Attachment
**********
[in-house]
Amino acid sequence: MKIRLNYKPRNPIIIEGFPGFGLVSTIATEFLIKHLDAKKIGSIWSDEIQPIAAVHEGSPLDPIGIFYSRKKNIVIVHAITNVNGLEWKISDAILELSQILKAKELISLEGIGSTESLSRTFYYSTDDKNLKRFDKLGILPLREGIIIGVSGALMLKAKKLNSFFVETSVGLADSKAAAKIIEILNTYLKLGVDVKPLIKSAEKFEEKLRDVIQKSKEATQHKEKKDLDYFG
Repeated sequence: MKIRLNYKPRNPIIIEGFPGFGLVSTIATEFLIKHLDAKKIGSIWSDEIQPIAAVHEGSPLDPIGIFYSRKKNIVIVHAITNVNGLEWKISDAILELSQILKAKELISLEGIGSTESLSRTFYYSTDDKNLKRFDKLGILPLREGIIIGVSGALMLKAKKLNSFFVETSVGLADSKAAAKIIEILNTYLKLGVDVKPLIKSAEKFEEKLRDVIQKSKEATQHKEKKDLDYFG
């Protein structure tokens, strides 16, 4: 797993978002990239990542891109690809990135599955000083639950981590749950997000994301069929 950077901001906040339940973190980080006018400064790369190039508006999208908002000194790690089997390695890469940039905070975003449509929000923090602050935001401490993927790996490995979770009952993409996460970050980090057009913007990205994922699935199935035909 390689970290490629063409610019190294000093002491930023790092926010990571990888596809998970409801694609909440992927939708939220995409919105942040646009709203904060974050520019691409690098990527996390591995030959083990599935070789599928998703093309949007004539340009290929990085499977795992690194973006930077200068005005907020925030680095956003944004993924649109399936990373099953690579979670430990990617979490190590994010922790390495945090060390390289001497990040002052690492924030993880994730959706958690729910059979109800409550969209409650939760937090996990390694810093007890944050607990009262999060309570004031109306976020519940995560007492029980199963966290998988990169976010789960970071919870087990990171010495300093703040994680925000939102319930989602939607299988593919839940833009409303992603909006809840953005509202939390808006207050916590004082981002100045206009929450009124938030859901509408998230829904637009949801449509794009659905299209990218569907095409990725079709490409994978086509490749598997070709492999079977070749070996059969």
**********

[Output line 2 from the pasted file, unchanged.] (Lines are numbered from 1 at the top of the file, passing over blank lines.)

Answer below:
Amino acid sequence: MKIRLNYKPRNPIIIEGFPGFGLVSTIATEFLIKHLDAKKIGSIWSDEIQPIAAVHEGSPLDPIGIFYSRKKNIVIVHAITNVNGLEWKISDAILELSQILKAKELISLEGIGSTESLSRTFYYSTDDKNLKRFDKLGILPLREGIIIGVSGALMLKAKKLNSFFVETSVGLADSKAAAKIIEILNTYLKLGVDVKPLIKSAEKFEEKLRDVIQKSKEATQHKEKKDLDYFG